Speculations on the ancestral antigen receptor

What was the disrupted V gene selected for? One has to keep in mind that the end result of this breakage and re-joining is sequence diversification at the junction. The nature of the double-strand break initiated by RAG recombinase led to hairpinned DNA ends that, when repaired, generated heterogeneous joints. Although DNA sequence change can be introduced by mutation or gene conversion, sequence length changes are unique. It is length variation that generates the varied topography of the combining site: depressions, protrusions, and deep pockets. The primary action of RAG is to introduce a spectrum of sequence lengths, routinely and in one place – a loop structure at the surface – tolerated in the protein (23). The acquisition of D genes to create two joints in H chain, further enhancing junctional diversity, supports this notion (24).

If sequence diversification was the characteristic selected for, probably it was also essential to the original ancestral V gene, and combined with the consideration that the RAG transposon insertion must initially destroy function, we propose in Fig. 2 that ur-V gene must have been part of a multi-gene system. Going further, we have speculated that hypermutation as a diversification mechanism might have already existed and thus preceded rearrangement (7, 25) and that rearrangement was selected for because it enhanced hypermutation. The ancestral unsplit genes were most probably involved in an immune function, and perhaps these genes were eventually superseded by the more versatile products of the rearranging genes.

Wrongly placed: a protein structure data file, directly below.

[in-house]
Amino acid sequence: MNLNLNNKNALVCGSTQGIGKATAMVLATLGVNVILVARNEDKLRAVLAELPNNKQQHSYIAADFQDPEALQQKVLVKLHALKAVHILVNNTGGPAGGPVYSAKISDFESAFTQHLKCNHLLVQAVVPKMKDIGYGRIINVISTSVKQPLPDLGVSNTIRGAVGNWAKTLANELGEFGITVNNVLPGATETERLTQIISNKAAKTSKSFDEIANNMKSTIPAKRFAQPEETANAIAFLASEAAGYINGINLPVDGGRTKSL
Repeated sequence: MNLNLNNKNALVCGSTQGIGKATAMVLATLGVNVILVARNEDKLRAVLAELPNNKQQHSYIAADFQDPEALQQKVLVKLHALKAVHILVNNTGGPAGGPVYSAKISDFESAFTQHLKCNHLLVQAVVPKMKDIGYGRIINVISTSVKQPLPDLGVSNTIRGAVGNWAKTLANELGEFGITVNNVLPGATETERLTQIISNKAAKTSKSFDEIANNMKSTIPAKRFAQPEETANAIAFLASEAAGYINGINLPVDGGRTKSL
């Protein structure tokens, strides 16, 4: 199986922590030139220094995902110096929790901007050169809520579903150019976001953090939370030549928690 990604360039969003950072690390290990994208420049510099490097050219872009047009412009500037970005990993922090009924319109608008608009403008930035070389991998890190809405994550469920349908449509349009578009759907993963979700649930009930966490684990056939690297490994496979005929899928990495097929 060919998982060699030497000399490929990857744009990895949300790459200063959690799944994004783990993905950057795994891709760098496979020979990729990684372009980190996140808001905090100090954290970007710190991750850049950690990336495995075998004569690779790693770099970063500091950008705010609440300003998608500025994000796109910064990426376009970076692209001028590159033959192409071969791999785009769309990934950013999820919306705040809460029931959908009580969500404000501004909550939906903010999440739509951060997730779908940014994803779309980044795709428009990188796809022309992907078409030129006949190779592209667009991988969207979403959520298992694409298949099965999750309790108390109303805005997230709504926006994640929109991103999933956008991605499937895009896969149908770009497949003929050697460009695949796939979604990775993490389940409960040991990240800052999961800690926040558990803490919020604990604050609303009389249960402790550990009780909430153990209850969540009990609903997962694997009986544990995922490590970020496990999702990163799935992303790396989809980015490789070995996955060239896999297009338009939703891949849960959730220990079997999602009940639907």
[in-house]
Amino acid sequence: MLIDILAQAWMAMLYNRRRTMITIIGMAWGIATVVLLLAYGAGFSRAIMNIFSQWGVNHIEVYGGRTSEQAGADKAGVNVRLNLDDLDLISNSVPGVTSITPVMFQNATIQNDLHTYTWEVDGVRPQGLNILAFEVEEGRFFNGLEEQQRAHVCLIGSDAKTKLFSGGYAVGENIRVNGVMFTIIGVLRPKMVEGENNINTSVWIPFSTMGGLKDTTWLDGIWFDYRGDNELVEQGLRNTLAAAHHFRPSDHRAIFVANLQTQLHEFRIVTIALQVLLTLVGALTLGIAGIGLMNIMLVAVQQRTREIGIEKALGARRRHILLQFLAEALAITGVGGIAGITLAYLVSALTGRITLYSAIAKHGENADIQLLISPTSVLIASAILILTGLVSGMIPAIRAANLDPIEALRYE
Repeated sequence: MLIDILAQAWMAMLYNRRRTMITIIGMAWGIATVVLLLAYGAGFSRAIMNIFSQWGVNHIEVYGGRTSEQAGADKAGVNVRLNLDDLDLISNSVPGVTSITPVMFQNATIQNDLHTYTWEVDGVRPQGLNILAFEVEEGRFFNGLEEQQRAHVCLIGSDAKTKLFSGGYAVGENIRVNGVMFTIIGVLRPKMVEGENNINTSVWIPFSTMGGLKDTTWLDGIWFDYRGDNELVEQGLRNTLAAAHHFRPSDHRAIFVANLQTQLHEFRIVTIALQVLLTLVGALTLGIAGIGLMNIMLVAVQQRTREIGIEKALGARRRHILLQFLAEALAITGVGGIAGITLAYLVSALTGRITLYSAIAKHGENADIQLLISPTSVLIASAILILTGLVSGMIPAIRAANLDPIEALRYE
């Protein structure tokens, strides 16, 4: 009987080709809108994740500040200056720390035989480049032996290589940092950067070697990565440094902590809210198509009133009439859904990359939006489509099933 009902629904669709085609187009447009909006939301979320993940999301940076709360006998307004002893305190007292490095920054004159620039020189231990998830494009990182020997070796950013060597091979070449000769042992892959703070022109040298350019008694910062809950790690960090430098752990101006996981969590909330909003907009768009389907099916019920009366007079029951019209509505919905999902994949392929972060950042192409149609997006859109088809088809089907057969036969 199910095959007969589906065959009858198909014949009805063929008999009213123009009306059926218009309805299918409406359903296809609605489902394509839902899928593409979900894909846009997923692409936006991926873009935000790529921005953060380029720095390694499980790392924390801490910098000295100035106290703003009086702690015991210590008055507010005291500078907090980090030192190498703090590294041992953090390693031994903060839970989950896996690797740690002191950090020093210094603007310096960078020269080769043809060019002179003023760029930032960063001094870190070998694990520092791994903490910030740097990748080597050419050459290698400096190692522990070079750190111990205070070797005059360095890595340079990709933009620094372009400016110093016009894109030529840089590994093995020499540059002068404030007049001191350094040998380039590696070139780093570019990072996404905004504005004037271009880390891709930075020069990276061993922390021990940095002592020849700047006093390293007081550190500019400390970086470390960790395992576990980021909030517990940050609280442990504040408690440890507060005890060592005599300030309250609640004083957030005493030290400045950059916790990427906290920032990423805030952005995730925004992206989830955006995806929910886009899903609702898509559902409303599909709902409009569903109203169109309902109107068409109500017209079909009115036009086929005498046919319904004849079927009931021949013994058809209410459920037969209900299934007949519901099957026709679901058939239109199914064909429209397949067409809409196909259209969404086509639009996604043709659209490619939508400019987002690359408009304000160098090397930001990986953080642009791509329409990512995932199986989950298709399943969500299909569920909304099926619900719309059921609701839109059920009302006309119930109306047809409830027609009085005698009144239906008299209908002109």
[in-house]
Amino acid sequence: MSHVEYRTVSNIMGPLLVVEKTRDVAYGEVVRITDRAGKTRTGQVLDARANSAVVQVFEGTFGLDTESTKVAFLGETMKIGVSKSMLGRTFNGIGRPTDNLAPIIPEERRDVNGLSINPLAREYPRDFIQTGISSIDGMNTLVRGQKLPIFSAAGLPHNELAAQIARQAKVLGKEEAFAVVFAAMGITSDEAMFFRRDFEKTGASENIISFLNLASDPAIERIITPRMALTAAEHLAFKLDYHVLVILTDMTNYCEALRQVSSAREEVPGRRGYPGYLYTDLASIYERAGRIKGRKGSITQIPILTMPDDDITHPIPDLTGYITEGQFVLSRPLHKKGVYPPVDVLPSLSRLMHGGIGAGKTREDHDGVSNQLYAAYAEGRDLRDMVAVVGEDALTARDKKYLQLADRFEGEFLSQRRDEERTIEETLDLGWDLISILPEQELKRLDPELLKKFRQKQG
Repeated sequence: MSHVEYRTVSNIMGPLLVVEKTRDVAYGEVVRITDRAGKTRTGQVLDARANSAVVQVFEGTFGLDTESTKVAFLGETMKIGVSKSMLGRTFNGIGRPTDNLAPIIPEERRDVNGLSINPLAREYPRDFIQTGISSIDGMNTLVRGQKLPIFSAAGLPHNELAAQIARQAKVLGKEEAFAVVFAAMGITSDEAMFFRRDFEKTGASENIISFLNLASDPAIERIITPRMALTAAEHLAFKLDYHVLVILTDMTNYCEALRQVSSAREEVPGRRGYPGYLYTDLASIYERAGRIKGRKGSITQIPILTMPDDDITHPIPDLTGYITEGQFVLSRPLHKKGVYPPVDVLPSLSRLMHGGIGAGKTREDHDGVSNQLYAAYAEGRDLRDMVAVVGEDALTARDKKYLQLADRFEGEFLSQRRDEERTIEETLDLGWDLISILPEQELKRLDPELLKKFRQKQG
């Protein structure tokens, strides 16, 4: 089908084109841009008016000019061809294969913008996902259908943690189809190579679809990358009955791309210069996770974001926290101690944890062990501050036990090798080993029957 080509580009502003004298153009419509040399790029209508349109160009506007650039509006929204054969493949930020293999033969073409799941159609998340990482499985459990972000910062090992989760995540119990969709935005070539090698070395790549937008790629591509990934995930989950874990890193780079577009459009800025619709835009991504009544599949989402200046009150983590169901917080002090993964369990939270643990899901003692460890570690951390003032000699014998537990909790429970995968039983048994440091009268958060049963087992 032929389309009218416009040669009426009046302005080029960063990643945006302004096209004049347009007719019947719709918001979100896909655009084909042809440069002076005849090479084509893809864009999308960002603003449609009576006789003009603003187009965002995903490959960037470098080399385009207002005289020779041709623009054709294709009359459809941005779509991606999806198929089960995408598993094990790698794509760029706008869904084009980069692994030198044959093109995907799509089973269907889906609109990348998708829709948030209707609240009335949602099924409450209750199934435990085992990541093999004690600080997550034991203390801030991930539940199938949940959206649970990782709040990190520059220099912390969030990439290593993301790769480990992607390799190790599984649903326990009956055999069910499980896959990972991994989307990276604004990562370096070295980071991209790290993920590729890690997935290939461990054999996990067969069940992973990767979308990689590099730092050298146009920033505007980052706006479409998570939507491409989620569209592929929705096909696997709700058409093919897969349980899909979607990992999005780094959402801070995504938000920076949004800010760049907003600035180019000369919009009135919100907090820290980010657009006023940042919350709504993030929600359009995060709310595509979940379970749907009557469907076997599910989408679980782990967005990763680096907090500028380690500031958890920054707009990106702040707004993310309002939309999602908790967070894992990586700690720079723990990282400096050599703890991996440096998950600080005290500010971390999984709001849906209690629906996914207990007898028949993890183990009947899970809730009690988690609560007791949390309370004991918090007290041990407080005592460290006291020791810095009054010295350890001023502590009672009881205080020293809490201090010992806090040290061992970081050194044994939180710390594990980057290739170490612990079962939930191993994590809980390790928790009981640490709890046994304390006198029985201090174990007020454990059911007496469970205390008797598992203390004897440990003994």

Expansion of the rearranging genes

In the 80–100 million year interval between divergence of jawless fish and emergence of Chondrichthyes (Fig. 1), the ancestral jawed vertebrate acquired RAG and RAG-mediated rearranging genes. There are no living representatives from the early jawed fishes (Placoderms) that preceded sharks and skates. With an immunological fait accompli in terms of Ig, TCR, MHC components, and functional pathways already established in cartilaginous fishes, the evolutionary events leading to the present antigen receptor function and gene organization must remain highly speculative.